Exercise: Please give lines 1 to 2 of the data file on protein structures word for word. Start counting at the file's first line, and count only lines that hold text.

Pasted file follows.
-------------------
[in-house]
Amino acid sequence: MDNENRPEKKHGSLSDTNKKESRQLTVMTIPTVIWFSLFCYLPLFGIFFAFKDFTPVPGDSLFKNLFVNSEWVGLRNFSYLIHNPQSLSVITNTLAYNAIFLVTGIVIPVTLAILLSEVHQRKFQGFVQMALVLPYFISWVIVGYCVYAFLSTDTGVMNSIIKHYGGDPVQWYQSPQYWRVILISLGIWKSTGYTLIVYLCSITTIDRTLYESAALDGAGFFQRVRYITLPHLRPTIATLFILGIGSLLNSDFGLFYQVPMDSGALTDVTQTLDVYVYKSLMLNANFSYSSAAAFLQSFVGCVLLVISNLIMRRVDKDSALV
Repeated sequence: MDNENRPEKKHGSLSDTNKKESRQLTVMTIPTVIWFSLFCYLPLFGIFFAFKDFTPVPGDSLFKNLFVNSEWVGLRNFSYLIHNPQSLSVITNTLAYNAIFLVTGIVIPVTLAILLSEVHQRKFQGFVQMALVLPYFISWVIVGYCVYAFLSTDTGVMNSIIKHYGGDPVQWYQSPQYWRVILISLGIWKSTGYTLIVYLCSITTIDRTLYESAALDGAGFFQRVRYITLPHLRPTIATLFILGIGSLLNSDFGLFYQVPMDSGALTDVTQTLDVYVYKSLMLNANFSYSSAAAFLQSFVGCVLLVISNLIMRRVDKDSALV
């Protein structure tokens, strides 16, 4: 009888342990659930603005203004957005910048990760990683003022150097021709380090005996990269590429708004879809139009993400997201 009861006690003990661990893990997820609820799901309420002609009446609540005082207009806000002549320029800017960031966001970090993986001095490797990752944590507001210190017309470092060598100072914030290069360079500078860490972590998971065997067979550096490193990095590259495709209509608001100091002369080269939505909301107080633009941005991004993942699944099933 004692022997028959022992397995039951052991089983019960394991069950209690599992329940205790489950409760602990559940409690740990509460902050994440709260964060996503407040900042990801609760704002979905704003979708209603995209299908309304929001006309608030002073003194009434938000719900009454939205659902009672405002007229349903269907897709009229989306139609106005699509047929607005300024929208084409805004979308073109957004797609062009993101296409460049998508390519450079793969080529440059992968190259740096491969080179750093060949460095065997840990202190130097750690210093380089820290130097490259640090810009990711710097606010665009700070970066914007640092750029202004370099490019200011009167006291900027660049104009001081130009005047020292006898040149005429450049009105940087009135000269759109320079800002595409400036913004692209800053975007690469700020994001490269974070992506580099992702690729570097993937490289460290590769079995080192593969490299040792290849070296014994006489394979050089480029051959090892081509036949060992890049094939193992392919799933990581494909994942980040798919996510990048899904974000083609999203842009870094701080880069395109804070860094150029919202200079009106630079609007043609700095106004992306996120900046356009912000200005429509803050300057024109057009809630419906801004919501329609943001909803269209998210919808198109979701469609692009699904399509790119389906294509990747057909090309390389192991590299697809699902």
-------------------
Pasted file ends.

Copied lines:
[in-house]
Amino acid sequence: MDNENRPEKKHGSLSDTNKKESRQLTVMTIPTVIWFSLFCYLPLFGIFFAFKDFTPVPGDSLFKNLFVNSEWVGLRNFSYLIHNPQSLSVITNTLAYNAIFLVTGIVIPVTLAILLSEVHQRKFQGFVQMALVLPYFISWVIVGYCVYAFLSTDTGVMNSIIKHYGGDPVQWYQSPQYWRVILISLGIWKSTGYTLIVYLCSITTIDRTLYESAALDGAGFFQRVRYITLPHLRPTIATLFILGIGSLLNSDFGLFYQVPMDSGALTDVTQTLDVYVYKSLMLNANFSYSSAAAFLQSFVGCVLLVISNLIMRRVDKDSALV